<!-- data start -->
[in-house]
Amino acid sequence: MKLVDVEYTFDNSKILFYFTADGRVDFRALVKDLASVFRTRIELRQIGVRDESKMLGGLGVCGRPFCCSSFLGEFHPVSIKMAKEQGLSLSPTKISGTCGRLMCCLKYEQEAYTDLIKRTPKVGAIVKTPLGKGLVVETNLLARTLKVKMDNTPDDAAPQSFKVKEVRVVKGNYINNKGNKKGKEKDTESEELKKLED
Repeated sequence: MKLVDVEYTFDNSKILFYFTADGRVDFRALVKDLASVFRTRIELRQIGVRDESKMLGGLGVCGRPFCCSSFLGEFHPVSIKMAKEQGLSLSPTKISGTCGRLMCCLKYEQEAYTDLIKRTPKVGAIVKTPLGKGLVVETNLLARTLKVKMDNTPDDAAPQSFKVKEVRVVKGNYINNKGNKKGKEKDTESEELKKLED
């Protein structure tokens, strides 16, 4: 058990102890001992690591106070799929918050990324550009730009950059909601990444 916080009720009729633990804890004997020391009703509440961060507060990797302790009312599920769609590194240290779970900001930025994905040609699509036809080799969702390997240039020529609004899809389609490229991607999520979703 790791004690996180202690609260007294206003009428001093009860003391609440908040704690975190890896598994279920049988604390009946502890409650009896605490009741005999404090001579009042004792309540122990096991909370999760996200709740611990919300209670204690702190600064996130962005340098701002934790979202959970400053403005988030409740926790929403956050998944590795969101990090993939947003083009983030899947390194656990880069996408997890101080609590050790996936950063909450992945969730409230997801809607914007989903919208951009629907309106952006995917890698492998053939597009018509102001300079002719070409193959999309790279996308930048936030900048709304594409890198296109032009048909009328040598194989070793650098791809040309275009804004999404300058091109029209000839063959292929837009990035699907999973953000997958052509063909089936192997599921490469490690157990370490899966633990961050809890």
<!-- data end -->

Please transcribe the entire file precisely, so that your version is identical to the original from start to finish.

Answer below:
[in-house]
Amino acid sequence: MKLVDVEYTFDNSKILFYFTADGRVDFRALVKDLASVFRTRIELRQIGVRDESKMLGGLGVCGRPFCCSSFLGEFHPVSIKMAKEQGLSLSPTKISGTCGRLMCCLKYEQEAYTDLIKRTPKVGAIVKTPLGKGLVVETNLLARTLKVKMDNTPDDAAPQSFKVKEVRVVKGNYINNKGNKKGKEKDTESEELKKLED
Repeated sequence: MKLVDVEYTFDNSKILFYFTADGRVDFRALVKDLASVFRTRIELRQIGVRDESKMLGGLGVCGRPFCCSSFLGEFHPVSIKMAKEQGLSLSPTKISGTCGRLMCCLKYEQEAYTDLIKRTPKVGAIVKTPLGKGLVVETNLLARTLKVKMDNTPDDAAPQSFKVKEVRVVKGNYINNKGNKKGKEKDTESEELKKLED
């Protein structure tokens, strides 16, 4: 058990102890001992690591106070799929918050990324550009730009950059909601990444 916080009720009729633990804890004997020391009703509440961060507060990797302790009312599920769609590194240290779970900001930025994905040609699509036809080799969702390997240039020529609004899809389609490229991607999520979703 790791004690996180202690609260007294206003009428001093009860003391609440908040704690975190890896598994279920049988604390009946502890409650009896605490009741005999404090001579009042004792309540122990096991909370999760996200709740611990919300209670204690702190600064996130962005340098701002934790979202959970400053403005988030409740926790929403956050998944590795969101990090993939947003083009983030899947390194656990880069996408997890101080609590050790996936950063909450992945969730409230997801809607914007989903919208951009629907309106952006995917890698492998053939597009018509102001300079002719070409193959999309790279996308930048936030900048709304594409890198296109032009048909009328040598194989070793650098791809040309275009804004999404300058091109029209000839063959292929837009990035699907999973953000997958052509063909089936192997599921490469490690157990370490899966633990961050809890």